It’s best to avoid the cliche of calling this thick, very busy novel “sprawling,” because the focus of attention is narrow—a small spit of land surrounded by ocean: Cape Cod, and two families: the Hilyards and the Bigelows. CAPE COD begins with a mysterious death—perhaps a murder, perhaps a suicide, perhaps an accident—aboard the MAYFLOWER. Details of the incident known only to the captain are recorded in his official log. The MAYFLOWER log soon disappears, but rumors of its existence continue to surface for the next three hundred and seventy years. The animosities between two of the original families do not disappear. Beginning with the clashes between grim, authoritarian Elder Ezra Bigelow and Jack Hilyard, a stubborn iconoclast who is equally determined to assert his independence, the history of the founding and development of the Cape and of the new nation ebbs and flows around the main stream of nearly four centuries of the conflicts and alliances of these two “first families.”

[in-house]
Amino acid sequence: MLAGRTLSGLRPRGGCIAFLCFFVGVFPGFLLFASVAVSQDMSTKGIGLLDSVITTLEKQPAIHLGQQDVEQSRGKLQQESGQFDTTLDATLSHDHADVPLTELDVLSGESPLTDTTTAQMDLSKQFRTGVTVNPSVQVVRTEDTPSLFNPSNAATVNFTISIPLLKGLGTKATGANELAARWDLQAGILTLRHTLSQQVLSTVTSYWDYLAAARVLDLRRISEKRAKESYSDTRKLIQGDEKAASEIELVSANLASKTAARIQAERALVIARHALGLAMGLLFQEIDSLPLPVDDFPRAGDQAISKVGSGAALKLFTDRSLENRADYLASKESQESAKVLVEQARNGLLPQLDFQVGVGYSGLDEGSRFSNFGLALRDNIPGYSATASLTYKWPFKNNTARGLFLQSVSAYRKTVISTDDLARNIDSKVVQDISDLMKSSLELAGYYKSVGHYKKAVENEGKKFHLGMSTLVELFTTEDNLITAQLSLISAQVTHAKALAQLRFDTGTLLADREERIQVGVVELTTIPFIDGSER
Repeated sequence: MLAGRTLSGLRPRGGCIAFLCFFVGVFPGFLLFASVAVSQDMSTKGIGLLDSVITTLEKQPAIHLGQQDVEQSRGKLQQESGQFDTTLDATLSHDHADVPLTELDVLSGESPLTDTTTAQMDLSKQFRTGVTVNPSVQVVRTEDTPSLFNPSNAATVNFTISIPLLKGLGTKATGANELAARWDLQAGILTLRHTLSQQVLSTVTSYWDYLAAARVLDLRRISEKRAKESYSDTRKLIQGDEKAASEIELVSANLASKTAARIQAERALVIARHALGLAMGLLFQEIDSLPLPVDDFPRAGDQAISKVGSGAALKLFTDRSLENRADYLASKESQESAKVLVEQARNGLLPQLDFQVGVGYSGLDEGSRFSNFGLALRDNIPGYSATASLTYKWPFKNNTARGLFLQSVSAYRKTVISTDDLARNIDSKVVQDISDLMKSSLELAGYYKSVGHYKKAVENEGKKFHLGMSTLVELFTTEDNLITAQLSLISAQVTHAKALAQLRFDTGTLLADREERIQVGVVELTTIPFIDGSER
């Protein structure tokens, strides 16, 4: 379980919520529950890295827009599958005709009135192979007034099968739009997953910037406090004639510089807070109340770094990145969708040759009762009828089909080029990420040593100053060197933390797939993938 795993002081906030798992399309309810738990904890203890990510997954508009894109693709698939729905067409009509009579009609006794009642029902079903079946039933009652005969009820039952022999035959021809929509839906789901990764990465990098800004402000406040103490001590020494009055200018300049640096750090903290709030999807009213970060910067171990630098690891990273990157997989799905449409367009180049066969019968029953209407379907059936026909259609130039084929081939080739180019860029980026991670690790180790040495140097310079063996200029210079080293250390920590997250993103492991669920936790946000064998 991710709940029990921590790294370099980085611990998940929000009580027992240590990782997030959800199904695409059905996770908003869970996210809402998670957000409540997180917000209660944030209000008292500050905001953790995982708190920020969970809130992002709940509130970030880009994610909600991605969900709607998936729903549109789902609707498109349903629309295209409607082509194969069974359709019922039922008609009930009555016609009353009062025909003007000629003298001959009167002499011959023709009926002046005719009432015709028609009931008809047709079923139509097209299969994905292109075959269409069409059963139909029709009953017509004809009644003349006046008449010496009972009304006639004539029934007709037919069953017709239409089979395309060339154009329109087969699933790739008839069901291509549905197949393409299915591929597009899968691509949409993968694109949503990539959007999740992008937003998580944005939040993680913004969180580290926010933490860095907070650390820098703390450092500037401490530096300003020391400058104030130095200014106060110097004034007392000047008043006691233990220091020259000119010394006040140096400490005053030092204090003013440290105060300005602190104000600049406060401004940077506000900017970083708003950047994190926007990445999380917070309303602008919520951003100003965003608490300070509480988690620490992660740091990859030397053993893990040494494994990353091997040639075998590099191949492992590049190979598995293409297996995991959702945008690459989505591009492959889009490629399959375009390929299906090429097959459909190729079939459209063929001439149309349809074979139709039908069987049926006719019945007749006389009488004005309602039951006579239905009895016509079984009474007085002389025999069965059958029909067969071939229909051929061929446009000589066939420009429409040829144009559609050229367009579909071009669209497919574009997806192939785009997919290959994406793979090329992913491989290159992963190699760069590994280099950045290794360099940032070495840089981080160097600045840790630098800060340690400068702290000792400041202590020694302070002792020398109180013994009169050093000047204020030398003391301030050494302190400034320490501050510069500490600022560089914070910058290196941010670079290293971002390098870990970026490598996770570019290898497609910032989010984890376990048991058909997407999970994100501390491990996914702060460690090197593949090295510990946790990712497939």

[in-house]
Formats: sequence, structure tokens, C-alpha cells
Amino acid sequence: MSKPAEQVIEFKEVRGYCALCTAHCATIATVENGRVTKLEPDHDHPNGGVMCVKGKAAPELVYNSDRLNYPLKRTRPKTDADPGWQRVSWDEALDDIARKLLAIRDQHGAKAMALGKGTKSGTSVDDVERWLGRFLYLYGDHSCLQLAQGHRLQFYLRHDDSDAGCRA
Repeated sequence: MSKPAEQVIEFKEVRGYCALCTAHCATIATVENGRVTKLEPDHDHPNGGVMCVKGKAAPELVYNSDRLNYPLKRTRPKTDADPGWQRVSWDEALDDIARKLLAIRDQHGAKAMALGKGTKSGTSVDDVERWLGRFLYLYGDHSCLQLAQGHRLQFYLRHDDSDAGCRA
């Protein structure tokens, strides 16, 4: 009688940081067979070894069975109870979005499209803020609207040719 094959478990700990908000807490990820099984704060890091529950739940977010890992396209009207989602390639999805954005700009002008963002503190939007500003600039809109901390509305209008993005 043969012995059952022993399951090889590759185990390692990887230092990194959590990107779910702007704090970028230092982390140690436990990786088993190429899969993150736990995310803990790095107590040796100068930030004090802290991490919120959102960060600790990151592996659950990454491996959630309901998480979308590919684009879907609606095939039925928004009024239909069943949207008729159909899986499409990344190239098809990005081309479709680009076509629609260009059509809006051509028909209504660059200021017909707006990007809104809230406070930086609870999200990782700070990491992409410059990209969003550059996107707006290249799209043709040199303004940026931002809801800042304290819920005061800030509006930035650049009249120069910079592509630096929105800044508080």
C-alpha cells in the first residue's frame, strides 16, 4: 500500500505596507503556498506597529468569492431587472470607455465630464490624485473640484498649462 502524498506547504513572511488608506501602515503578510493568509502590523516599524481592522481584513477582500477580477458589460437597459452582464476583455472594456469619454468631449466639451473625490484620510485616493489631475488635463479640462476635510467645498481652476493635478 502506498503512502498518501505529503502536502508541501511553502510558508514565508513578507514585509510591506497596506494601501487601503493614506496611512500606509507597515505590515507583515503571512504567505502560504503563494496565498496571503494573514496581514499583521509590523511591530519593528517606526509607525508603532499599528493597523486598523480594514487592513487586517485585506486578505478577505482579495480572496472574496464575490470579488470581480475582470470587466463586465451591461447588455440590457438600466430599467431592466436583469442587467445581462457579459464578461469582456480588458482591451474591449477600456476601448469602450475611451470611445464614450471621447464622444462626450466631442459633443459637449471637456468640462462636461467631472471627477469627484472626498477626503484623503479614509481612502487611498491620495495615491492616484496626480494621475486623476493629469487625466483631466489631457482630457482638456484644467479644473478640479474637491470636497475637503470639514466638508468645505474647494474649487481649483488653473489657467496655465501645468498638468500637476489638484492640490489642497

As generations of Hilyards and Bigelows come of age and add their part to the tangled history of their families, their conflicts mirror conflicts of their nation: religion, land, trade, patriotism, land, freedom, land, trade, land—the pattern repeats over and over again in endless variations. In the present, the battle is over small, pristine Jack’s Island, which has been in the possession of one family or the other (or both) since the arrival of the MAYFLOWER. And as always, there remains the mystery of the MAYFLOWER log. Does it still exist? What does it reveal? What do some fear and others hope that it will reveal that can affect the fate of Jack’s Island?
This much-better-than-average historical novel gains a major part of its strength from Martin’s extended cast of characters. They are simultaneously unique, interesting individuals and characters whose actions and reactions are shaped by the deeds and the personalities of the generations who have preceded them.